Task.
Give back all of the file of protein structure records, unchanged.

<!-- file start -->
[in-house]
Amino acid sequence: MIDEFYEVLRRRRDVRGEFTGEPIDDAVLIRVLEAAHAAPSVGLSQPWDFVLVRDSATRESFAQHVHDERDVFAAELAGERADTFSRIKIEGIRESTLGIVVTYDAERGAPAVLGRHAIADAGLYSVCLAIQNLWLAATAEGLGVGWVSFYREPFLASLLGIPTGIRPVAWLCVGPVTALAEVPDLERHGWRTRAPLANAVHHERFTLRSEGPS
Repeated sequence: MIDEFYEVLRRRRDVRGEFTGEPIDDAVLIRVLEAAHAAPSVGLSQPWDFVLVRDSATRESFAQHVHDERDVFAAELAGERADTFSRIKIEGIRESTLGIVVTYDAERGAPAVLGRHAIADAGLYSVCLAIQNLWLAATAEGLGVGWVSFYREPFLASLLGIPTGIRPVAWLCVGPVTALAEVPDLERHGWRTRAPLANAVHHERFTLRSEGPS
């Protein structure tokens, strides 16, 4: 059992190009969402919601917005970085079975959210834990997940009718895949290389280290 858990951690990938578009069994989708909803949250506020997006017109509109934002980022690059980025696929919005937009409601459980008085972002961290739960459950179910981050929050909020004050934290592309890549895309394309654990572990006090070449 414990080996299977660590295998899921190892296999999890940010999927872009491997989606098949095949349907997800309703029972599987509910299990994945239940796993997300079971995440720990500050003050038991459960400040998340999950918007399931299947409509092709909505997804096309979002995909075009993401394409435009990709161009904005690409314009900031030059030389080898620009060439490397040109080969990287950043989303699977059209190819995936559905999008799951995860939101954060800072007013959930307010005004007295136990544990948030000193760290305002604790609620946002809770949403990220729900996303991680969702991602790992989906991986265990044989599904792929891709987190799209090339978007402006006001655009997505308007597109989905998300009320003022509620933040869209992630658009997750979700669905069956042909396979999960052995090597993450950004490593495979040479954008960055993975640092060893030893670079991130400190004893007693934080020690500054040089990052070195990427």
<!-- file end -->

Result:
[in-house]
Amino acid sequence: MIDEFYEVLRRRRDVRGEFTGEPIDDAVLIRVLEAAHAAPSVGLSQPWDFVLVRDSATRESFAQHVHDERDVFAAELAGERADTFSRIKIEGIRESTLGIVVTYDAERGAPAVLGRHAIADAGLYSVCLAIQNLWLAATAEGLGVGWVSFYREPFLASLLGIPTGIRPVAWLCVGPVTALAEVPDLERHGWRTRAPLANAVHHERFTLRSEGPS
Repeated sequence: MIDEFYEVLRRRRDVRGEFTGEPIDDAVLIRVLEAAHAAPSVGLSQPWDFVLVRDSATRESFAQHVHDERDVFAAELAGERADTFSRIKIEGIRESTLGIVVTYDAERGAPAVLGRHAIADAGLYSVCLAIQNLWLAATAEGLGVGWVSFYREPFLASLLGIPTGIRPVAWLCVGPVTALAEVPDLERHGWRTRAPLANAVHHERFTLRSEGPS
């Protein structure tokens, strides 16, 4: 059992190009969402919601917005970085079975959210834990997940009718895949290389280290 858990951690990938578009069994989708909803949250506020997006017109509109934002980022690059980025696929919005937009409601459980008085972002961290739960459950179910981050929050909020004050934290592309890549895309394309654990572990006090070449 414990080996299977660590295998899921190892296999999890940010999927872009491997989606098949095949349907997800309703029972599987509910299990994945239940796993997300079971995440720990500050003050038991459960400040998340999950918007399931299947409509092709909505997804096309979002995909075009993401394409435009990709161009904005690409314009900031030059030389080898620009060439490397040109080969990287950043989303699977059209190819995936559905999008799951995860939101954060800072007013959930307010005004007295136990544990948030000193760290305002604790609620946002809770949403990220729900996303991680969702991602790992989906991986265990044989599904792929891709987190799209090339978007402006006001655009997505308007597109989905998300009320003022509620933040869209992630658009997750979700669905069956042909396979999960052995090597993450950004490593495979040479954008960055993975640092060893030893670079991130400190004893007693934080020690500054040089990052070195990427």